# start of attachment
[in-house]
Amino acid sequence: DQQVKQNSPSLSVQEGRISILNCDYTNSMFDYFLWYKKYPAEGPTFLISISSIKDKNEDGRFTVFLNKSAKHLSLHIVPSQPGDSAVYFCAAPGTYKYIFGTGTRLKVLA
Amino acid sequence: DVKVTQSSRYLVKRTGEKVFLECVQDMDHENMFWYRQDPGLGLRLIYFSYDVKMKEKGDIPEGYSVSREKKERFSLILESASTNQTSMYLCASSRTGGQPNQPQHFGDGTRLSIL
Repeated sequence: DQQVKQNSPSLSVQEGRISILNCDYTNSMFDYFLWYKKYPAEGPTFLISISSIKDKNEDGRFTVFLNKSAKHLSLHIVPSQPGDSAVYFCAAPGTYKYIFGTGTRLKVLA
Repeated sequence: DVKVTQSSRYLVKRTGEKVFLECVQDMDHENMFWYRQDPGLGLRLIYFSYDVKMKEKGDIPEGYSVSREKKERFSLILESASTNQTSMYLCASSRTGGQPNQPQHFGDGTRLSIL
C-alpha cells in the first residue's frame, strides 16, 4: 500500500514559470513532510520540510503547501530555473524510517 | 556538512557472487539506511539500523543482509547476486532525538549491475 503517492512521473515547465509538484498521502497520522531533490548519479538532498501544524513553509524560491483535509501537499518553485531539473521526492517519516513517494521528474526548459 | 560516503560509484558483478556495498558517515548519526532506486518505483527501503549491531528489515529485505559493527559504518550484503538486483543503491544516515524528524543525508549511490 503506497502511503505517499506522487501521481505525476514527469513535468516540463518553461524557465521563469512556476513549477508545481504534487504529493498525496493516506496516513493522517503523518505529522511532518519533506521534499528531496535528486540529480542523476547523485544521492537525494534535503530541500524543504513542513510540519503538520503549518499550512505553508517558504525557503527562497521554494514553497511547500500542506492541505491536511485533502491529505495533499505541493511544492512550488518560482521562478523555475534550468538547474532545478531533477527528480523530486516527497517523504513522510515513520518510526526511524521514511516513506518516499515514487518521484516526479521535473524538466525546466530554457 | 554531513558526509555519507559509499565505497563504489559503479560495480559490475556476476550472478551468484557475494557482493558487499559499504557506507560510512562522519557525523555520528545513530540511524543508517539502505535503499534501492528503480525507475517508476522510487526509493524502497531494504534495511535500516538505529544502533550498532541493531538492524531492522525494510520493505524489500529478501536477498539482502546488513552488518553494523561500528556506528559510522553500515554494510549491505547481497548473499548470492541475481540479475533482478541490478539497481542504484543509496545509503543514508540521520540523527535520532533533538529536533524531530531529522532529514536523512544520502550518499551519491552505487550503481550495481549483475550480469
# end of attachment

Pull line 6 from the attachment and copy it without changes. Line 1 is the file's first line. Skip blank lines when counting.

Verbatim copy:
C-alpha cells in the first residue's frame, strides 16, 4: 500500500514559470513532510520540510503547501530555473524510517 | 556538512557472487539506511539500523543482509547476486532525538549491475 503517492512521473515547465509538484498521502497520522531533490548519479538532498501544524513553509524560491483535509501537499518553485531539473521526492517519516513517494521528474526548459 | 560516503560509484558483478556495498558517515548519526532506486518505483527501503549491531528489515529485505559493527559504518550484503538486483543503491544516515524528524543525508549511490 503506497502511503505517499506522487501521481505525476514527469513535468516540463518553461524557465521563469512556476513549477508545481504534487504529493498525496493516506496516513493522517503523518505529522511532518519533506521534499528531496535528486540529480542523476547523485544521492537525494534535503530541500524543504513542513510540519503538520503549518499550512505553508517558504525557503527562497521554494514553497511547500500542506492541505491536511485533502491529505495533499505541493511544492512550488518560482521562478523555475534550468538547474532545478531533477527528480523530486516527497517523504513522510515513520518510526526511524521514511516513506518516499515514487518521484516526479521535473524538466525546466530554457 | 554531513558526509555519507559509499565505497563504489559503479560495480559490475556476476550472478551468484557475494557482493558487499559499504557506507560510512562522519557525523555520528545513530540511524543508517539502505535503499534501492528503480525507475517508476522510487526509493524502497531494504534495511535500516538505529544502533550498532541493531538492524531492522525494510520493505524489500529478501536477498539482502546488513552488518553494523561500528556506528559510522553500515554494510549491505547481497548473499548470492541475481540479475533482478541490478539497481542504484543509496545509503543514508540521520540523527535520532533533538529536533524531530531529522532529514536523512544520502550518499551519491552505487550503481550495481549483475550480469